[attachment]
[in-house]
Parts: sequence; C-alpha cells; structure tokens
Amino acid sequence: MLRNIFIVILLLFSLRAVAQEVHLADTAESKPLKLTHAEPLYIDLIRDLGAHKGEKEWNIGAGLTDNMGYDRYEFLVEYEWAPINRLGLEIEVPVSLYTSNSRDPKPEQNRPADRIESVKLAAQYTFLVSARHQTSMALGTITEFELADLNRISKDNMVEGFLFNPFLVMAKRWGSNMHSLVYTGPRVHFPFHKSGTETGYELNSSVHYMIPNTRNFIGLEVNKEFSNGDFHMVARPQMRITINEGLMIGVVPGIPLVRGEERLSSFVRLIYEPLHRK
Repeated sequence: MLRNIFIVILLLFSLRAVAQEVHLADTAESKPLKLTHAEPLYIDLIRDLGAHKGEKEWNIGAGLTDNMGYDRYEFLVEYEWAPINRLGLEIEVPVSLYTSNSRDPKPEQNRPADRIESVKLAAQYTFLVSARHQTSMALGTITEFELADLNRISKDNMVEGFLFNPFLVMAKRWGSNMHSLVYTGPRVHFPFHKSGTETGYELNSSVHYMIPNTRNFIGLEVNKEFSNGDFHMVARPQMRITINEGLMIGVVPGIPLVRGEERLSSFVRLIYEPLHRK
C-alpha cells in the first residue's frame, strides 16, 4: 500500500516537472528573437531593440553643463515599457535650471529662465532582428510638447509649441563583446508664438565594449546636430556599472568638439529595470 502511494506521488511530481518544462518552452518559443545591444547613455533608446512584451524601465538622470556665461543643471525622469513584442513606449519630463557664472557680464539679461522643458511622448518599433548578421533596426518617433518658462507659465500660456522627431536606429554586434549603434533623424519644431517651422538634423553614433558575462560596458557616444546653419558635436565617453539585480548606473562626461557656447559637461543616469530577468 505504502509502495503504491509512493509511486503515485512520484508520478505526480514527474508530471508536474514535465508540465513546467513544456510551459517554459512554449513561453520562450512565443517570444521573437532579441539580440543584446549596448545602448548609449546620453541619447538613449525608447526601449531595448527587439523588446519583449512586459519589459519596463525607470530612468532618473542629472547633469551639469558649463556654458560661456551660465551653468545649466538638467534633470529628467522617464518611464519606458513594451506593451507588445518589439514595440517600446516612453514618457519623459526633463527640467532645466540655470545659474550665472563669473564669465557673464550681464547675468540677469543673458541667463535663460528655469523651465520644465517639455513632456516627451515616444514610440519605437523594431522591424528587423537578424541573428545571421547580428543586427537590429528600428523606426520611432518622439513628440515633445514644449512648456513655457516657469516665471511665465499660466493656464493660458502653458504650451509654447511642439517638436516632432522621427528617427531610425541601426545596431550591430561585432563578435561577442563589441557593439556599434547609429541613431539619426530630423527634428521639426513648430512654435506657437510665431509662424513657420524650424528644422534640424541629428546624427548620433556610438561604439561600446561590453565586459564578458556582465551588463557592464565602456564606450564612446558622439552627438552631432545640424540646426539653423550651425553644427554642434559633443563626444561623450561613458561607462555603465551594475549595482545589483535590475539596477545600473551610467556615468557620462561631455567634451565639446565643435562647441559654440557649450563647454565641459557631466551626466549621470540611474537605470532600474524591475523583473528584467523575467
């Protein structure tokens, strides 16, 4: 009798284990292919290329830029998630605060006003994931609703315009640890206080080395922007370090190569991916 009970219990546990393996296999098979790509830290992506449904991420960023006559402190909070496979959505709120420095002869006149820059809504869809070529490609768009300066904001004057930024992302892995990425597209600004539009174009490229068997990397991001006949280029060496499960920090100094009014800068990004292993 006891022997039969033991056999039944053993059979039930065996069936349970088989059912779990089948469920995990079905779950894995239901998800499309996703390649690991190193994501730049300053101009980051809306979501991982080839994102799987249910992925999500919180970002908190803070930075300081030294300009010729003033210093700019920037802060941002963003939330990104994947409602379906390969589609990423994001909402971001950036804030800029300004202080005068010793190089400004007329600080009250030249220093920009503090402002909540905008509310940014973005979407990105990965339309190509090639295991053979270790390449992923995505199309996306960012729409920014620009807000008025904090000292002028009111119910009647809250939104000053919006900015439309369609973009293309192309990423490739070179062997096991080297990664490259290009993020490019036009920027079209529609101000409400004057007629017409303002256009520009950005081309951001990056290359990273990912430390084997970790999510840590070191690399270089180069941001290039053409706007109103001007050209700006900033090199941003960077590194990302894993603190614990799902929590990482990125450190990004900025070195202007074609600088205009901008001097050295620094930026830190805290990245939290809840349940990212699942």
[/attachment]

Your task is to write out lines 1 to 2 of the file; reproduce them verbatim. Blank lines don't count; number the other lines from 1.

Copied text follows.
[in-house]
Parts: sequence; C-alpha cells; structure tokens